The supervisory authority enforcing data privacy law in a particular jurisdiction will have tools such as carrying out inspections, demanding organizations to demonstrate their compliance with a particular privacy law, imposing administrative fines and other penalties (Hotel GDPR Compliance: read about the GDPR Marriot fine.).
There may be mutual cooperation between supervisory authorities of some countries in order to render the protection of privacy of individuals more efficient. This kind of mutual cooperation would allow to bring to justice violations of privacy which take place internationally (i.e. where data subject is in one country and the organization holding his/her data which gets hacked as a result or poor security measures is in another country).
What is GDPR?
General Data Protection Regulation (GDPR) is an EU-wide data privacy law which aims to strengthen individuals' fundamental rights in the digital age relating to the protection of their personal information and privacy.
Even though GDPR is enacted and is effective in Europe, it has got broader implications. Its reach goes beyond the EU and companies offering goods or services to EU residents of monitoring their online behavior must also comply with it regardless of the place of establishment.
GDPR accords data subjects certain rights such as right to access to data, right to erasure (also known as right to be forgotten), right to rectification of data, right not to be subject to automated decision-making, etc. These rights ensure that data subjects have more control over their personal data and how it is used by organizations.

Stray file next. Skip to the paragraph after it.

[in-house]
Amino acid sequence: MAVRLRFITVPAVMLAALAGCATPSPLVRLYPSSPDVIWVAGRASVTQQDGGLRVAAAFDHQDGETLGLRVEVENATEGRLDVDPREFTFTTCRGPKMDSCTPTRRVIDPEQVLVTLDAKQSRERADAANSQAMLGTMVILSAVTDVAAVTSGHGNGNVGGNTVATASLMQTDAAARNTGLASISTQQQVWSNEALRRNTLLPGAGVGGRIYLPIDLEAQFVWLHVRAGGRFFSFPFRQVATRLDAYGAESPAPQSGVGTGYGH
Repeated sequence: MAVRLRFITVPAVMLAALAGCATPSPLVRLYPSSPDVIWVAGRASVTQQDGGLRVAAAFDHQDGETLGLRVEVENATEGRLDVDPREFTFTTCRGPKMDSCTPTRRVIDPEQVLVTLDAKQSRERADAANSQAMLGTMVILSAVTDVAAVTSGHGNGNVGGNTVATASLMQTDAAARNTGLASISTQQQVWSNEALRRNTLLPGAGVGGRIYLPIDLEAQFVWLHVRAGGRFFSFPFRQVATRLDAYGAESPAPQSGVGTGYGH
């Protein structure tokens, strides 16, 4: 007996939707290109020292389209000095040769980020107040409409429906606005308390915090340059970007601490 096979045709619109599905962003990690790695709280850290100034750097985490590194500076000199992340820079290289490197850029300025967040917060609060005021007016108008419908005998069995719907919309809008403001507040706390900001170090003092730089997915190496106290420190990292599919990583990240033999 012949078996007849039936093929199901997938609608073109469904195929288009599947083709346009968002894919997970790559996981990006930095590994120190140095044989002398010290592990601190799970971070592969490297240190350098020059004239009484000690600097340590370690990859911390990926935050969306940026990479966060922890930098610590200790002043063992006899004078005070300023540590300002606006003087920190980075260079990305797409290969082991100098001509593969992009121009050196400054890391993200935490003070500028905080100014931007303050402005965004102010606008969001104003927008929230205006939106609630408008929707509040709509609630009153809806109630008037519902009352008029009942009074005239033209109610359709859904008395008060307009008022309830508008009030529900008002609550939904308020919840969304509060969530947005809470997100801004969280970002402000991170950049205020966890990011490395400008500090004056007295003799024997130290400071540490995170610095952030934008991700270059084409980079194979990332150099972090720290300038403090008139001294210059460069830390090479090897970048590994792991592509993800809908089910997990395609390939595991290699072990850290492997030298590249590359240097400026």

GDPR sets out hefty penalties for non-compliance. There is a 2-tier penalty system set forth with the regulation. Accordingly, for less severe violations the administrative fine is equal to 2 % of the global annual revenue or 10 million Euros, whichever is higher, or for more severe violations, 4 % of the global annual revenue or 20 million Euros, whichever is higher.
In order to get a more detailed view of the GDPR you can refer to our article on the GDPR here.
What is CCPA?
The California Consumer Privacy Act, or CCPA is a state-wide legislative act in the USA which aims to regulate how businesses all over the world are allowed to handle the personal information of California residents.
Unlike GDPR, CCPA only applies to for-profit organizations. If a business does business in California and collects personal information of at least one California resident provided that the following thresholds are met:
The business has (i) annual gross revenue of more than US$25 million, (ii) annually handles personal information regarding at least 50,000 California consumers, households or devices, or (iii) derives more than 50% of its annual revenue from selling personal information.
In order to get a more detailed view of the CCPA you can refer to our article on the CCPA here.
Take a look at our Complete Guide to the New US Federal Data Privacy Bill (ADPPA).
What is LGPD?
LGPD (Lei Geral de Protecao de Dados) is the general data protection law of Brazil. It is the most comprehensive data privacy law of Brazil in history and has been enacted in response to the GDPR. LGPD imposes several obligations on businesses as well as granting rights to internet users.
LGPD applies to businesses and individuals processing personal data, where: (i)the personal data processing has been carried out in Brazil, (ii) the processing activity is carried out anywhere in the world for the purpose of offering or supplying goods or services or the processing of data of individuals located in Brazil, or (iii) the personal data has been collected in Brazil.
The Brazilian law also sets forth serious administrative penalties for non-compliance. Accordingly, companies may receive an administrative fine of up to 2% of annual turnover, limited to 50 Million Brazilian Reals.
In order to find out more about the LGPD you can refer to our article written on this subject here.
Compliance Solutions with Secure Privacy
At Secure Privacy, we have developed tools for you to comply with data protection laws such as the GDPR, CCPA, and LGPD. Contact us if you'd like to learn more about how to comply with international data privacy laws and protect yourself while doing business online. We'll gladly point you in the right way with our wide range of solutions.